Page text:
Wireless networks are undergoing an unprecedented revolution in the last decade. With the explosion of delay-sensitive applications usage on the Internet (i.e., online gaming, VoIP, and safety-critical applications), latency becomes a major issue for the development of wireless technology since it has an enormous impact on user experience. In fact, in a phenomenon known as bufferbloat, large static buffers inside the network devices results in increasing the time that packets spend in the queues and, thus, causing larger delays. Concerns have arisen about designing efficient queue management schemes to mitigate the effects of over-buffering in wireless devices. In this paper, we advocate the exploitation of machine learning techniques for dynamic buffer sizing. We propose LearnQueue, a novel reinforcement learning design that can effectively control the latency in wireless networks. LearnQueue adapts quickly and intelligently to changes in the wireless environment using a sophisticated reward structure. The latency control is performed dynamically by tuning the buffer size. Adopting a trial-and-error approach, the proposed scheme penalizes the actions resulting in longer delays or hurting the throughput. In addition, the scheme parameters are designed for an optimized operation depending on different applications requirements. Using the latest generation of WARP hardware, we investigated LearnQueue performance in various network scenarios. The testbed results prove that LearnQueue can grantee low latency while preserving throughput under various congestion situations. We also discuss the feasibility and possible limitations of large-scale deployment of the proposed scheme in wireless devices.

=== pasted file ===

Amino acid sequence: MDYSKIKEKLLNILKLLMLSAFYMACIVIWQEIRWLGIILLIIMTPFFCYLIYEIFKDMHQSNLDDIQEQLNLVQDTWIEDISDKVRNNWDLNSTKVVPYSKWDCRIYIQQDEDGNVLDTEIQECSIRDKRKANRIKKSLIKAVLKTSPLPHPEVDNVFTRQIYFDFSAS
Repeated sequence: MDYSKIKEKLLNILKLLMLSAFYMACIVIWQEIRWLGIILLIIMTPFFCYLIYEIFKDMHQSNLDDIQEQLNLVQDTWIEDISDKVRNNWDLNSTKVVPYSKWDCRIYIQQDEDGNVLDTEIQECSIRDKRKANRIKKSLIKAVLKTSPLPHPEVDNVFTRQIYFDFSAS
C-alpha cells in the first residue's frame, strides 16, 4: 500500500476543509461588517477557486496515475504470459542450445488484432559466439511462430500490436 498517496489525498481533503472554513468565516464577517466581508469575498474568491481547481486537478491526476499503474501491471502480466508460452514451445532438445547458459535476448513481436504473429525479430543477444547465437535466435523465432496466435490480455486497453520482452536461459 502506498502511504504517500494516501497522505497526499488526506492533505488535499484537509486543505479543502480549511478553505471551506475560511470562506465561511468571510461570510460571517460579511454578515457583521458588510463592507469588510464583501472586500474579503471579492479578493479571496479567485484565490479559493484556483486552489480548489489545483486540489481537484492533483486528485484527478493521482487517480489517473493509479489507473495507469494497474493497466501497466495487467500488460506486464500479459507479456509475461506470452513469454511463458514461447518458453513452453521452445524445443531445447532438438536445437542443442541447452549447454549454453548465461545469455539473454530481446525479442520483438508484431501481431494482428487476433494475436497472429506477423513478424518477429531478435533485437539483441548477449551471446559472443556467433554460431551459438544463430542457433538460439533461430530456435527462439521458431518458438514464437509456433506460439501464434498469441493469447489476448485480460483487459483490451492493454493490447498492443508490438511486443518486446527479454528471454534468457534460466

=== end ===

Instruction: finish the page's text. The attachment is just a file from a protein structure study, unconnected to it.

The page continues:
|Original language||English (US)|
|Number of pages||13|
|Journal||IEEE Transactions on Mobile Computing|
|State||Published - Aug 1 2019|
Bibliographical noteFunding Information:
This work was funded under grant #AT-35-59 from the King Abdulaziz City for Science and Technology.
© 2002-2012 IEEE.
- active queue management
- dynamic buffer sizing
- reinforcement learning
- wireless networks
ASJC Scopus subject areas
- Computer Networks and Communications
- Electrical and Electronic Engineering